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Federal Communications Commission
Washington, D.C. 20554
In the Matter of )
Radio One Licenses, LLC ) File No. EB-02-DV-439
Licensee of FM Radio Station KKBT ) NAL/Acct. No. 200432100002
Los Angeles, California ) FRN 0006541486
Facility ID # 70038 )
Infinity Broadcasting Operations, Inc. ) NAL/Acct. No. 200432100003
Licensee of FM Radio Station KRTH-FM ) FRN 0003476074
Los Angeles, California )
Facility ID # 28631 )
Telemundo of Los Angeles License Corporation ) NAL/Acct. No. 200432100004
Licensee of TV Station KWHY-TV ) FRN 0004294179
Los Angeles, California )
Facility ID # 26231 )
MEMORANDUM OPINION AND ORDER
Adopted: November 28, 2006 Released: December 1, 2006
By the Commission:
1. In this Memorandum Opinion and Order ("Order"), we deny petitions for
reconsideration filed by Infinity Broadcasting Operations, Inc.
("Infinity"), licensee of FM radio station KRTH-FM, Telemundo of Los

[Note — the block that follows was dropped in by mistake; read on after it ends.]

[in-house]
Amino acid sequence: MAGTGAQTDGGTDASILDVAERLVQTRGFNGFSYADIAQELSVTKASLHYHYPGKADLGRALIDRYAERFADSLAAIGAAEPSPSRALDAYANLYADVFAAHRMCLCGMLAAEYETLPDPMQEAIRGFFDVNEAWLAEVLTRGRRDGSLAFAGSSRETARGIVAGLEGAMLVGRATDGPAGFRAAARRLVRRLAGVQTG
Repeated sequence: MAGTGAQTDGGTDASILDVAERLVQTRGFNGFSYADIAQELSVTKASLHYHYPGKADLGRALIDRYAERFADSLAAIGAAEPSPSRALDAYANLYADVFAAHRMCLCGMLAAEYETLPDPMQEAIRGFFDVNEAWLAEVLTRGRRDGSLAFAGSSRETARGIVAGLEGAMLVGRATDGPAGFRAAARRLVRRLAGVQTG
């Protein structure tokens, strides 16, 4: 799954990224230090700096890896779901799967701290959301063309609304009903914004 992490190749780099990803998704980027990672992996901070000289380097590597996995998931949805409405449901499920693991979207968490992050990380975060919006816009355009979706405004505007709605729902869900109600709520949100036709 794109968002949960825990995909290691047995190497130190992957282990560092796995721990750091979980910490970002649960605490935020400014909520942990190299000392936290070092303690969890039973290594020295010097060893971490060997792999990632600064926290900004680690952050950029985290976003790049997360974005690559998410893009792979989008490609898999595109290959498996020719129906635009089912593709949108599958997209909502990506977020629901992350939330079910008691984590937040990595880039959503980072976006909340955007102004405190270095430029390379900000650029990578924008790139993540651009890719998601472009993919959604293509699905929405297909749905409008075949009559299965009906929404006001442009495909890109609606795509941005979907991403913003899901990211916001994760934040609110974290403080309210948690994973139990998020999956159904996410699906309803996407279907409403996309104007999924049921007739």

Angeles License Corporation ("Telemundo"), licensee of TV station
KWHY-TV, and Radio One Licenses, LLC ("Radio One"), licensee of FM
radio station KKBT, all serving Los Angeles, California, (collectively
"Mt. Wilson Licensees") of a Forfeiture Order issued in this
proceeding on December 10, 2004. The Forfeiture Order assessed
monetary forfeitures of $10,000 against each of the Mt. Wilson
Licensees for willful and repeated violations of Section 1.1310 of the
Commission's Rules ("Rules") by failing to comply with radio frequency
radiation ("RFR") maximum permissible exposure ("MPE") limits
applicable to facilities, operations, or transmitters. In this Order,
we consider the various issues raised in the Infinity, Telemundo and
Radio One petitions, and for the reasons we set forth below we deny
the petitions and affirm the Commission's findings of liability, and
the forfeiture amounts assessed, in the Forfeiture Order.
2. The RFR Rules. In 1996, the Commission amended its rules to adopt new
guidelines and procedures for evaluating the environmental effects of
RFR from FCC regulated transmitters. The Commission adopted maximum
permissible exposure ("MPE") limits for electric and magnetic field
strength and power density for transmitters operating at frequencies
from 300 kHz to 100 GHz. These MPE limits, which are set forth in
Section 1.1310 of the Rules, include limits for
"occupational/controlled" exposure and limits for "general
population/uncontrolled" exposure. The occupational exposure limits
apply in situations in which persons are exposed as a consequence of